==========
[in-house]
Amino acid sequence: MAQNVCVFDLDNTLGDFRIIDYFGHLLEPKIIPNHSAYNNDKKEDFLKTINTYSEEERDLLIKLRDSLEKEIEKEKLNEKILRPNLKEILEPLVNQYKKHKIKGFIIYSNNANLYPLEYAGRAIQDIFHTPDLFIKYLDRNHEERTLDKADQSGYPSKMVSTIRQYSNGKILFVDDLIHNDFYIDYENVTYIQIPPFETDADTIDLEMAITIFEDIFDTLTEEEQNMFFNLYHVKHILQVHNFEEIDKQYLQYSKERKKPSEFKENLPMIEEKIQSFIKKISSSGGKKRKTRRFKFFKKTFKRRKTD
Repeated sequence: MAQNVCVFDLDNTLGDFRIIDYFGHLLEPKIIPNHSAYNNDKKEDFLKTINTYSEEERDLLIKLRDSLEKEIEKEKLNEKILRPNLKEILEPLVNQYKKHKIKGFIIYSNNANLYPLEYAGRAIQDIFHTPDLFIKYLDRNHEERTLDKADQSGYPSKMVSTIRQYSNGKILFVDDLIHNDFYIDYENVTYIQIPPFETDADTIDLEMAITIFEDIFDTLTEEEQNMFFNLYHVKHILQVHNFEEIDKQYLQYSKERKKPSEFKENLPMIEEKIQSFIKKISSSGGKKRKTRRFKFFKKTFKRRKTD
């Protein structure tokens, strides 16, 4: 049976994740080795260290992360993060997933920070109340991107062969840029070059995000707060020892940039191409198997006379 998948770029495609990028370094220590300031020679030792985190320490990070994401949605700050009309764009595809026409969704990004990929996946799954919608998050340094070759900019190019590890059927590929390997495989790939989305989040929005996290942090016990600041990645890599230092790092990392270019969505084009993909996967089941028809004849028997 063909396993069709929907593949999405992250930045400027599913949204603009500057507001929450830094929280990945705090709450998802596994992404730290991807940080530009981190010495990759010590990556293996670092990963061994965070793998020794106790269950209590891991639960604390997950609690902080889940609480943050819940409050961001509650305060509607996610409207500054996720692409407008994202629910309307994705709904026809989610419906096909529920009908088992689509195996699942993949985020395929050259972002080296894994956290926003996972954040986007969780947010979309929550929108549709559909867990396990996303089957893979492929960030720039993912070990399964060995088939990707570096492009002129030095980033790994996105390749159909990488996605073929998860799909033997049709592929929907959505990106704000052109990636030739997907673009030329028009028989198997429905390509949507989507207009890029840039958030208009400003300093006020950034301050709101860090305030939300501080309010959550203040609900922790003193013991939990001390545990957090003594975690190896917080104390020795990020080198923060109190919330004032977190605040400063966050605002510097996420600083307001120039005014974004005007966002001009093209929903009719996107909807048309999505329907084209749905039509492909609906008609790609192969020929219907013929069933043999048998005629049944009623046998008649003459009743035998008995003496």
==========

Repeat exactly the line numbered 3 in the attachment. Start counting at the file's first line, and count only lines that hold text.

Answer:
Repeated sequence: MAQNVCVFDLDNTLGDFRIIDYFGHLLEPKIIPNHSAYNNDKKEDFLKTINTYSEEERDLLIKLRDSLEKEIEKEKLNEKILRPNLKEILEPLVNQYKKHKIKGFIIYSNNANLYPLEYAGRAIQDIFHTPDLFIKYLDRNHEERTLDKADQSGYPSKMVSTIRQYSNGKILFVDDLIHNDFYIDYENVTYIQIPPFETDADTIDLEMAITIFEDIFDTLTEEEQNMFFNLYHVKHILQVHNFEEIDKQYLQYSKERKKPSEFKENLPMIEEKIQSFIKKISSSGGKKRKTRRFKFFKKTFKRRKTD